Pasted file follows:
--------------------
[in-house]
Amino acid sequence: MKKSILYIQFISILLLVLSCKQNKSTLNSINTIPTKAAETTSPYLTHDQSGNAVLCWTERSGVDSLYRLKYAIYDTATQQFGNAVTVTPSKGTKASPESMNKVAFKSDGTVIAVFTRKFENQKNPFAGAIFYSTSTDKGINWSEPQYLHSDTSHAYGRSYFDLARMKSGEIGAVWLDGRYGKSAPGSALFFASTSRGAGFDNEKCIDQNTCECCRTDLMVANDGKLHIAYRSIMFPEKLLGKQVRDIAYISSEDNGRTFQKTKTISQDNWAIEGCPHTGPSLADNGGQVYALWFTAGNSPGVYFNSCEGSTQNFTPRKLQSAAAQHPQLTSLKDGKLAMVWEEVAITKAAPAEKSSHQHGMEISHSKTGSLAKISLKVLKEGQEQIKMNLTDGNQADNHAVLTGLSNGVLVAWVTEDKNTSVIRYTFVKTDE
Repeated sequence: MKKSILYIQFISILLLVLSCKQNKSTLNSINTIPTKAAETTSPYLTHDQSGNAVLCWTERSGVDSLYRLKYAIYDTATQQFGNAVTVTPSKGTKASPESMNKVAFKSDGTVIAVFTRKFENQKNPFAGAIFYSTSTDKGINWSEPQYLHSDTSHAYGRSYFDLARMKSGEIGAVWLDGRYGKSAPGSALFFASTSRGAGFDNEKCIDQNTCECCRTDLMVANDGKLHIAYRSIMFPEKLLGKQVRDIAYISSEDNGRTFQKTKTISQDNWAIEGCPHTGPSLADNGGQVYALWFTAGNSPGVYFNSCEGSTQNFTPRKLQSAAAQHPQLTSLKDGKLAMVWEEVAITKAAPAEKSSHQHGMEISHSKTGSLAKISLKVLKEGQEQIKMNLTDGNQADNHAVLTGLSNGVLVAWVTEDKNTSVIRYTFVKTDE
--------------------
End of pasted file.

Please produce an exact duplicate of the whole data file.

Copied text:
[in-house]
Amino acid sequence: MKKSILYIQFISILLLVLSCKQNKSTLNSINTIPTKAAETTSPYLTHDQSGNAVLCWTERSGVDSLYRLKYAIYDTATQQFGNAVTVTPSKGTKASPESMNKVAFKSDGTVIAVFTRKFENQKNPFAGAIFYSTSTDKGINWSEPQYLHSDTSHAYGRSYFDLARMKSGEIGAVWLDGRYGKSAPGSALFFASTSRGAGFDNEKCIDQNTCECCRTDLMVANDGKLHIAYRSIMFPEKLLGKQVRDIAYISSEDNGRTFQKTKTISQDNWAIEGCPHTGPSLADNGGQVYALWFTAGNSPGVYFNSCEGSTQNFTPRKLQSAAAQHPQLTSLKDGKLAMVWEEVAITKAAPAEKSSHQHGMEISHSKTGSLAKISLKVLKEGQEQIKMNLTDGNQADNHAVLTGLSNGVLVAWVTEDKNTSVIRYTFVKTDE
Repeated sequence: MKKSILYIQFISILLLVLSCKQNKSTLNSINTIPTKAAETTSPYLTHDQSGNAVLCWTERSGVDSLYRLKYAIYDTATQQFGNAVTVTPSKGTKASPESMNKVAFKSDGTVIAVFTRKFENQKNPFAGAIFYSTSTDKGINWSEPQYLHSDTSHAYGRSYFDLARMKSGEIGAVWLDGRYGKSAPGSALFFASTSRGAGFDNEKCIDQNTCECCRTDLMVANDGKLHIAYRSIMFPEKLLGKQVRDIAYISSEDNGRTFQKTKTISQDNWAIEGCPHTGPSLADNGGQVYALWFTAGNSPGVYFNSCEGSTQNFTPRKLQSAAAQHPQLTSLKDGKLAMVWEEVAITKAAPAEKSSHQHGMEISHSKTGSLAKISLKVLKEGQEQIKMNLTDGNQADNHAVLTGLSNGVLVAWVTEDKNTSVIRYTFVKTDE